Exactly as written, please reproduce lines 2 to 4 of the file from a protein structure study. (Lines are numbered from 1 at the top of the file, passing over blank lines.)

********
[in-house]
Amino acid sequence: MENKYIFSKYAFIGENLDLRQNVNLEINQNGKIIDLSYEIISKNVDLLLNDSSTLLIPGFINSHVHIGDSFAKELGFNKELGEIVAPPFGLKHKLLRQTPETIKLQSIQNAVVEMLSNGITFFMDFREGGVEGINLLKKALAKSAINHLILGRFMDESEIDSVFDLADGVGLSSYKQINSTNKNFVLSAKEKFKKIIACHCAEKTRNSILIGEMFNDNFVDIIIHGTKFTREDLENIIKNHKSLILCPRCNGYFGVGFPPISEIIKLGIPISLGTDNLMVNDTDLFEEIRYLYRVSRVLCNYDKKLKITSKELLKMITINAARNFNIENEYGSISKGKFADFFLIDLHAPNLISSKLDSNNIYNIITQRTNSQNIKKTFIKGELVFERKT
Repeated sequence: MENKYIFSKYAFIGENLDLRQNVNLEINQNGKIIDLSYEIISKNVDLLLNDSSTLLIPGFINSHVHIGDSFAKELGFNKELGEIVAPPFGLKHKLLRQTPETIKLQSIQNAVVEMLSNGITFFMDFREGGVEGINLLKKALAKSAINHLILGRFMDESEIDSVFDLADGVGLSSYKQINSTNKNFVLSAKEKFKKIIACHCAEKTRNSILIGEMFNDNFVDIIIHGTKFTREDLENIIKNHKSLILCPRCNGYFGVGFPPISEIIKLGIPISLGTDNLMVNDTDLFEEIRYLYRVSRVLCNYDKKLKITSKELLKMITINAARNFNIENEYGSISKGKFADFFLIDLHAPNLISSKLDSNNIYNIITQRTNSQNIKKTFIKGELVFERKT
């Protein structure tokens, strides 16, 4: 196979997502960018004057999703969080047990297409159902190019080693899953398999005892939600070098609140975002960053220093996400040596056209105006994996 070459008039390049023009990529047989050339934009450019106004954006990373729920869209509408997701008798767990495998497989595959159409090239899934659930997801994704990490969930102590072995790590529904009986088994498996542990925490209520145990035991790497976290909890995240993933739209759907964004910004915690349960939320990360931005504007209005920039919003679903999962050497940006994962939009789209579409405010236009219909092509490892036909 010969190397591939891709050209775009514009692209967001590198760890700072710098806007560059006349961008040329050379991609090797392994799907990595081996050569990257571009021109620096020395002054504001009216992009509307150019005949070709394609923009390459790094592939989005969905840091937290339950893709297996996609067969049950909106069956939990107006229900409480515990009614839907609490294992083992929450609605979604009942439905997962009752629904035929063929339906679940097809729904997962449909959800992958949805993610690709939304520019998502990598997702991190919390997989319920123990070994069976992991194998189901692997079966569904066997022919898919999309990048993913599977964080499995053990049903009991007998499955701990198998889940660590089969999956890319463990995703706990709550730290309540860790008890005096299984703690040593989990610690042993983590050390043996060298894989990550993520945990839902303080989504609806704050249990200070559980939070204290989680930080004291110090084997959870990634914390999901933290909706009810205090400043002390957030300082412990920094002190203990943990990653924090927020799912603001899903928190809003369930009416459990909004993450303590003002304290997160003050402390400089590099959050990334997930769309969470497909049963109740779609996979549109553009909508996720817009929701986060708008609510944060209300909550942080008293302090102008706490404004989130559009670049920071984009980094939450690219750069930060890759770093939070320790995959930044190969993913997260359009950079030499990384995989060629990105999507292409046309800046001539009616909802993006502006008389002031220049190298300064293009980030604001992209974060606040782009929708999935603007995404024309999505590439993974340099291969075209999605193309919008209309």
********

Amino acid sequence: MENKYIFSKYAFIGENLDLRQNVNLEINQNGKIIDLSYEIISKNVDLLLNDSSTLLIPGFINSHVHIGDSFAKELGFNKELGEIVAPPFGLKHKLLRQTPETIKLQSIQNAVVEMLSNGITFFMDFREGGVEGINLLKKALAKSAINHLILGRFMDESEIDSVFDLADGVGLSSYKQINSTNKNFVLSAKEKFKKIIACHCAEKTRNSILIGEMFNDNFVDIIIHGTKFTREDLENIIKNHKSLILCPRCNGYFGVGFPPISEIIKLGIPISLGTDNLMVNDTDLFEEIRYLYRVSRVLCNYDKKLKITSKELLKMITINAARNFNIENEYGSISKGKFADFFLIDLHAPNLISSKLDSNNIYNIITQRTNSQNIKKTFIKGELVFERKT
Repeated sequence: MENKYIFSKYAFIGENLDLRQNVNLEINQNGKIIDLSYEIISKNVDLLLNDSSTLLIPGFINSHVHIGDSFAKELGFNKELGEIVAPPFGLKHKLLRQTPETIKLQSIQNAVVEMLSNGITFFMDFREGGVEGINLLKKALAKSAINHLILGRFMDESEIDSVFDLADGVGLSSYKQINSTNKNFVLSAKEKFKKIIACHCAEKTRNSILIGEMFNDNFVDIIIHGTKFTREDLENIIKNHKSLILCPRCNGYFGVGFPPISEIIKLGIPISLGTDNLMVNDTDLFEEIRYLYRVSRVLCNYDKKLKITSKELLKMITINAARNFNIENEYGSISKGKFADFFLIDLHAPNLISSKLDSNNIYNIITQRTNSQNIKKTFIKGELVFERKT
């Protein structure tokens, strides 16, 4: 196979997502960018004057999703969080047990297409159902190019080693899953398999005892939600070098609140975002960053220093996400040596056209105006994996 070459008039390049023009990529047989050339934009450019106004954006990373729920869209509408997701008798767990495998497989595959159409090239899934659930997801994704990490969930102590072995790590529904009986088994498996542990925490209520145990035991790497976290909890995240993933739209759907964004910004915690349960939320990360931005504007209005920039919003679903999962050497940006994962939009789209579409405010236009219909092509490892036909 010969190397591939891709050209775009514009692209967001590198760890700072710098806007560059006349961008040329050379991609090797392994799907990595081996050569990257571009021109620096020395002054504001009216992009509307150019005949070709394609923009390459790094592939989005969905840091937290339950893709297996996609067969049950909106069956939990107006229900409480515990009614839907609490294992083992929450609605979604009942439905997962009752629904035929063929339906679940097809729904997962449909959800992958949805993610690709939304520019998502990598997702991190919390997989319920123990070994069976992991194998189901692997079966569904066997022919898919999309990048993913599977964080499995053990049903009991007998499955701990198998889940660590089969999956890319463990995703706990709550730290309540860790008890005096299984703690040593989990610690042993983590050390043996060298894989990550993520945990839902303080989504609806704050249990200070559980939070204290989680930080004291110090084997959870990634914390999901933290909706009810205090400043002390957030300082412990920094002190203990943990990653924090927020799912603001899903928190809003369930009416459990909004993450303590003002304290997160003050402390400089590099959050990334997930769309969470497909049963109740779609996979549109553009909508996720817009929701986060708008609510944060209300909550942080008293302090102008706490404004989130559009670049920071984009980094939450690219750069930060890759770093939070320790995959930044190969993913997260359009950079030499990384995989060629990105999507292409046309800046001539009616909802993006502006008389002031220049190298300064293009980030604001992209974060606040782009929708999935603007995404024309999505590439993974340099291969075209999605193309919008209309």